When prohibition ended in 1933, laws were passed that regulated the sale of alcoholic beverages, ostensibly to protect wholesalers from the depredations of suppliers and the public from the ill effects of alcohol. This book examines the monopoly protection laws, also known as franchise termination laws, and how they lock suppliers into government-mandated contracts with alcohol wholesalers that affect consumers by raising prices and reducing the quality of alcoholic products and services. This study also investigates the notion that alcohol consumption is a sin and how legal restrictions have substituted the moral judgement of legislators for that of the consumer. The book demonstrates that the monopoly protection laws reflect powerful special interests in the political process who use such measures to control markets, shield themselves from competition and consumer preferences, and set prices with relative impunity. This book will be of great value to those in the alcoholic beverage industry as well as to students of economics, regulation, and public policy.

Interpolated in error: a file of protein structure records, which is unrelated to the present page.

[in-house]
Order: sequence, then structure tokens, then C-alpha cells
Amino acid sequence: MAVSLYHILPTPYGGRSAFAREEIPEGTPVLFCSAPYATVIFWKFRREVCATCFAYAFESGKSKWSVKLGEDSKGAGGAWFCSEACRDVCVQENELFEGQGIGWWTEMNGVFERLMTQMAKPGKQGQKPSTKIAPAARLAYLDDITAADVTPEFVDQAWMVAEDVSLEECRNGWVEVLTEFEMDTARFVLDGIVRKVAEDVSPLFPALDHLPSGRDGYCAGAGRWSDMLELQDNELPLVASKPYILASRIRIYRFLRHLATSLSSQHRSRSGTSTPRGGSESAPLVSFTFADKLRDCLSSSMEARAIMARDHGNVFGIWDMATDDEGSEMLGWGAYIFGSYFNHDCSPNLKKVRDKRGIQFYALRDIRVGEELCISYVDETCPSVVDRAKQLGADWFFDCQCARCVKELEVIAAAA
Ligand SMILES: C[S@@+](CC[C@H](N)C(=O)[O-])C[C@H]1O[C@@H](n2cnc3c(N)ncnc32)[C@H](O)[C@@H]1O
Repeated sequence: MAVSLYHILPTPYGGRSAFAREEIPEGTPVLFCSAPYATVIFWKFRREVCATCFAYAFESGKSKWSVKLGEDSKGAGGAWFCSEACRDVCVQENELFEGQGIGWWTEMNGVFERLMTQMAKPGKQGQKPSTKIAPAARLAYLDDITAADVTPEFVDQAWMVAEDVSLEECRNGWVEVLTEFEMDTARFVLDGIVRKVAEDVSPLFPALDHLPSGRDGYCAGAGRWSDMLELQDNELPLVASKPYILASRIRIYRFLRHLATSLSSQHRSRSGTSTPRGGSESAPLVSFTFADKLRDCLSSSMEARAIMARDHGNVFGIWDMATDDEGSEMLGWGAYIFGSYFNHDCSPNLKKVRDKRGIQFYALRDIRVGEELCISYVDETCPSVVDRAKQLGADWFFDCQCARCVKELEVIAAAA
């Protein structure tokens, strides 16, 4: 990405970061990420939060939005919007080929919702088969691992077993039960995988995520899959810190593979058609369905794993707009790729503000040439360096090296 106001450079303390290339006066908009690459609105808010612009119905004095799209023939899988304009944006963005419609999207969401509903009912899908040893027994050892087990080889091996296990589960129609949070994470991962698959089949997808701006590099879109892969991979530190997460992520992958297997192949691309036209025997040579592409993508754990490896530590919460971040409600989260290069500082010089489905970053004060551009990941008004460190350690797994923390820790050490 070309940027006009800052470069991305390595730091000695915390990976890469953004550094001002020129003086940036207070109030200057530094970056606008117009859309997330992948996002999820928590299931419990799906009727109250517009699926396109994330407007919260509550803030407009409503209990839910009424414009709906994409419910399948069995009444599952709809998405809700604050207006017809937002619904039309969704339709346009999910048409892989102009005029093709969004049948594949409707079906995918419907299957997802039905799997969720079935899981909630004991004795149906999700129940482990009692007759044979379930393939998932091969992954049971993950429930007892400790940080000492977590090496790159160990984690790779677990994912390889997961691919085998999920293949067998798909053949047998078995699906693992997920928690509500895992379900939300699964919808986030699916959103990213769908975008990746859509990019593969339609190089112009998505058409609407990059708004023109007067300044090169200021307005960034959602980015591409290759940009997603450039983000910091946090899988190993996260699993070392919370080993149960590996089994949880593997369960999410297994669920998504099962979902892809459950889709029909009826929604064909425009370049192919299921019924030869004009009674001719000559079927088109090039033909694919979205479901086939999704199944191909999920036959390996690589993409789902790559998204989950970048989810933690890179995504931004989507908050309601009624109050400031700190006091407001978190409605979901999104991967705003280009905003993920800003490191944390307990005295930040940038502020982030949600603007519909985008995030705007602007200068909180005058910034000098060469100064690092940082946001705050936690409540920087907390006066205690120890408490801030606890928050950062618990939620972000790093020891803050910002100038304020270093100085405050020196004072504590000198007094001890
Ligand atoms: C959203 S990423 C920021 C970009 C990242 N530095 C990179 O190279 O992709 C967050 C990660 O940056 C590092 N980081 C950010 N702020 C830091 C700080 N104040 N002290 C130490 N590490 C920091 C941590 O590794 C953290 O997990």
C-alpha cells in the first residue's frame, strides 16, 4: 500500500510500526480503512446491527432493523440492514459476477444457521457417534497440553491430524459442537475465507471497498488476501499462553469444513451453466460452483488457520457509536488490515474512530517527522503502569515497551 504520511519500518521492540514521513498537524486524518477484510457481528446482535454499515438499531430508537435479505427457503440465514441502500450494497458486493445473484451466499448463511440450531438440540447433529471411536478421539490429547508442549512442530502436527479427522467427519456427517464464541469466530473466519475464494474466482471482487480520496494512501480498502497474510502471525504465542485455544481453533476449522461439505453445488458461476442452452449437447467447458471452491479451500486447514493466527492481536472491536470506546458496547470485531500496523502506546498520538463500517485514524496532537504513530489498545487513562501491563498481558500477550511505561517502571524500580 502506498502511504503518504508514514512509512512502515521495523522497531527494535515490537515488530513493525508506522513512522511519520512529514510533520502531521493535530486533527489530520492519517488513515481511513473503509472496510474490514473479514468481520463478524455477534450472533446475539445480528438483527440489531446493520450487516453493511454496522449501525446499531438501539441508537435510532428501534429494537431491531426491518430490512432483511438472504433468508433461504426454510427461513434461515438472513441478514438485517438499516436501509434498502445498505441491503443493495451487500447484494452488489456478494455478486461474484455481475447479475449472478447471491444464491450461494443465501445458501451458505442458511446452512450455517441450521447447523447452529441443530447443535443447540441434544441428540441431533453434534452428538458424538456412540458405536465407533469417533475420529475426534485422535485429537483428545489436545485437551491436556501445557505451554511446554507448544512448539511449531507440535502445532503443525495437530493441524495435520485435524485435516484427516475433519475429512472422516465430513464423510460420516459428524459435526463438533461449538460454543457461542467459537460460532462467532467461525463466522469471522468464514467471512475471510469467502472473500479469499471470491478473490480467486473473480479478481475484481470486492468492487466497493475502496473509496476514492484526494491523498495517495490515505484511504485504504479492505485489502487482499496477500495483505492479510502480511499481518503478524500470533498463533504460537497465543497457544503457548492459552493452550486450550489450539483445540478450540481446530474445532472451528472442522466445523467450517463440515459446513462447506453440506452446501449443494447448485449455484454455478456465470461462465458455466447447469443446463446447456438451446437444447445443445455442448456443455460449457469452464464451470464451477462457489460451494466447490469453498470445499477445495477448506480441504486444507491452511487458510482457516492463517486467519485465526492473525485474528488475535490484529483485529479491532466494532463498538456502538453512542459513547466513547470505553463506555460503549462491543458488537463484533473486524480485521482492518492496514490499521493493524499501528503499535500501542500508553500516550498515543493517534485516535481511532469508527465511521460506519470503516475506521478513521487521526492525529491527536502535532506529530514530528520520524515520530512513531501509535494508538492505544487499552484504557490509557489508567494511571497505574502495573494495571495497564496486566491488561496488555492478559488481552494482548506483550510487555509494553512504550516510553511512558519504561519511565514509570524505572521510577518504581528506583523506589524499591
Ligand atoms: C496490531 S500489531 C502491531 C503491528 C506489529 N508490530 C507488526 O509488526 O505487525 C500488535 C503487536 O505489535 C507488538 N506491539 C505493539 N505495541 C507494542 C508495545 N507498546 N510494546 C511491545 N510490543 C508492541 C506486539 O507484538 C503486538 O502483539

Glen Whitman is an assistant professor of economics at California State University, Northridge.